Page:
This article first appeared on Building Better Healthcare | Read Full Article
BBH looks at the vital role hospital porters play and how technology can help to optimise services and drive efficiency. Porters have a key role to play in keeping hospital services running, but they are often overlooked and the way they work is outdated and inefficient.
Porters are one of the often-unseen and unrecognised cogs that keep a hospital running – the oil in the engine of acute healthcare.
They not only move patients between wards and departments, but they also ferry goods and vital supplies including medical equipment, linen, blood, and samples.
And their role has proved particularly critical during the COVID-19 response, where they have played a major part in maintaining flow throughout hospitals, despite their numbers being reduced due to ill health and self isolation.
No-one really thinks about porters and very little investment is made in this area, but they are intrinsic to the running of hospitals
But portering still remains an underfunded area of healthcare delivery and one which has not seen the kind of technological transformation that other services and departments have in recent years.
Speaking to BBH, Deb Sutton, director of client support at TeleTracking, explains: “Portering, like cleaning, is a ‘Cinderella’ service in hospitals. No-one really thinks about porters and very little investment is made in this area, but they are intrinsic to the running of hospitals in general and much can be done to make the service more efficient.”
Traditionally, most hospitals have a dispatcher – a single person who sits at a desk taking calls from across all wards and departments where a porter is needed.
"At the moment, with the coronavirus outbreak, every second counts and there is a pressing need to optimise ever-decreasing resources."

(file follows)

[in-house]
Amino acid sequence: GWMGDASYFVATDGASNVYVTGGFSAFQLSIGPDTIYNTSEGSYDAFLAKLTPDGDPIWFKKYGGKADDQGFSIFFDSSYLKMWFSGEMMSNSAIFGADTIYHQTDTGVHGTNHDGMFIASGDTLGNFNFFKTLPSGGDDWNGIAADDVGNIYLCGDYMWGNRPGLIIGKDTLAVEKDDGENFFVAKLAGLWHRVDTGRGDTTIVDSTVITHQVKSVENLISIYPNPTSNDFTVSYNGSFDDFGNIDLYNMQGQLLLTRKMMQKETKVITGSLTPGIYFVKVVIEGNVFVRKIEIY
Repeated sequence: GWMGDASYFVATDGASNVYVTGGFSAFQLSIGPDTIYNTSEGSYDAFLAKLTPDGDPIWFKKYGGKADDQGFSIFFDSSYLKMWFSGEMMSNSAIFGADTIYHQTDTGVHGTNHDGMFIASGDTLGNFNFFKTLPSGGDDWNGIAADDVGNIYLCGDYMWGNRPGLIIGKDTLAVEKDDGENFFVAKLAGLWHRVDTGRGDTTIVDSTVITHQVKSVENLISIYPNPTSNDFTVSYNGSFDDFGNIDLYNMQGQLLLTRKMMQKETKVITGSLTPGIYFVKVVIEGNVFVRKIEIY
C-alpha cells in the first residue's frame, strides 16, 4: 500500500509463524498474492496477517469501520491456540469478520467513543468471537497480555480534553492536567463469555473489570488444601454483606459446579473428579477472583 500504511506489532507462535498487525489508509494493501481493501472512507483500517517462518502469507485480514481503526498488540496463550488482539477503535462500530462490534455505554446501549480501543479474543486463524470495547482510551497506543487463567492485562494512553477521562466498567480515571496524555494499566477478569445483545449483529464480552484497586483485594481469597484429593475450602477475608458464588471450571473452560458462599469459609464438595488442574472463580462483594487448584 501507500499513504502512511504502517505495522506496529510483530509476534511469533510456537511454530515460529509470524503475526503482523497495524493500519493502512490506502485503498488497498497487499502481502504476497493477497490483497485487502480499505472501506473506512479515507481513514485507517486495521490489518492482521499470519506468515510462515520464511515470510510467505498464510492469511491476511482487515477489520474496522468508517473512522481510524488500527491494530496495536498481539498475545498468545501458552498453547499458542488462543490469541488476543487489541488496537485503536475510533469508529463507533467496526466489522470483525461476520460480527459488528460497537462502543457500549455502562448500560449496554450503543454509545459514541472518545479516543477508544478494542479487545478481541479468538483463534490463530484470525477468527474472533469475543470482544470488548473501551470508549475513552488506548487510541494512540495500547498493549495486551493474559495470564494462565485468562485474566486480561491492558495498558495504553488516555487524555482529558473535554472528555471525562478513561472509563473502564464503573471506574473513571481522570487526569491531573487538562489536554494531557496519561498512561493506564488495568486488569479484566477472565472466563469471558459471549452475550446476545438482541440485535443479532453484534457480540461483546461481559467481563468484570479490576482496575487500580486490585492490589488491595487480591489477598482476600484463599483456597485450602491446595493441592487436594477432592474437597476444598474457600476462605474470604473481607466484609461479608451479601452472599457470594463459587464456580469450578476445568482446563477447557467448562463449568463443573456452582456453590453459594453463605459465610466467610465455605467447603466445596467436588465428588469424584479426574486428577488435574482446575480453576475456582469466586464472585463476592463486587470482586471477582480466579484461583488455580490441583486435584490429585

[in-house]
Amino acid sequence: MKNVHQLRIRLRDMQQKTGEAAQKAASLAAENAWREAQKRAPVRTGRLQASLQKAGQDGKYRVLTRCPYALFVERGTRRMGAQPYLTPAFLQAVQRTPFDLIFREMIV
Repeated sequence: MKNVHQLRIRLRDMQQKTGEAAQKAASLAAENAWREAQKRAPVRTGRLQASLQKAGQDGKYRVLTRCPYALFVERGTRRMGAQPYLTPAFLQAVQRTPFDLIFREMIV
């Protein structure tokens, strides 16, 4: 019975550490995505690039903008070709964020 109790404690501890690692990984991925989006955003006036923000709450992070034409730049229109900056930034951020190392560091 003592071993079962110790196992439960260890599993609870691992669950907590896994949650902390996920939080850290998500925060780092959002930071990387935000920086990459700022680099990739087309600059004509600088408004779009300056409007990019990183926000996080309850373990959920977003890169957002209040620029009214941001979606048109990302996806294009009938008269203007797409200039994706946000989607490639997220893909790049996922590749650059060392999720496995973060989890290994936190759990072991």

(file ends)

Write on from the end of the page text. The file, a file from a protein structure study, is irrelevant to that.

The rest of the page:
When porters have finished a job, they return to the central control or porters’ lodge where they will pick up their next job.
Sutton said: “The first problem is there is usually only one phone, so a busy nurse trying to book a porter will have to keep ringing until they get through. Then they have no idea how long it will take for that porter to come. It could be five minutes or three hours.
“There is a complete lack of visibility and often when the porter gets to the ward they get reprimanded by the nurses because it has taken longer than expected for them to arrive, when they are just trying to cover all the demands.
“The portering manager doesn’t know where they are and their ability to manage the service is compromised. They do not know if they are spending all their time in radiology or in the pharmacy, or they are just out having a smoke.
“This lack of visibility is very inefficient.”
While some hospitals have pagers or radios, these may not work across the whole network and they rely on the porters answering the bleeps.
Sutton said: “At the moment, with the coronavirus outbreak, every second counts and there is a pressing need to optimise ever-decreasing resources and this lack of visibility regarding both porter location and performance is compromising a very-stretched system.
“Why should highly-stressed individuals spend time trying to get through to the single dispatcher, often making repeated calls because the line is engaged? And how, with no view of where any porter may be in the hospital, can one dispatcher efficiently allocate tasks?
“The process is outdated, inefficient and unnecessary and it is compromising performance and affecting patient outcomes.”
This is where technology can have a hugely-positive impact.
TeleTracking’s automation technology eradicates the need for any dispatchers – saving between £60,000-£150,000 a year, depending on the size of hospital.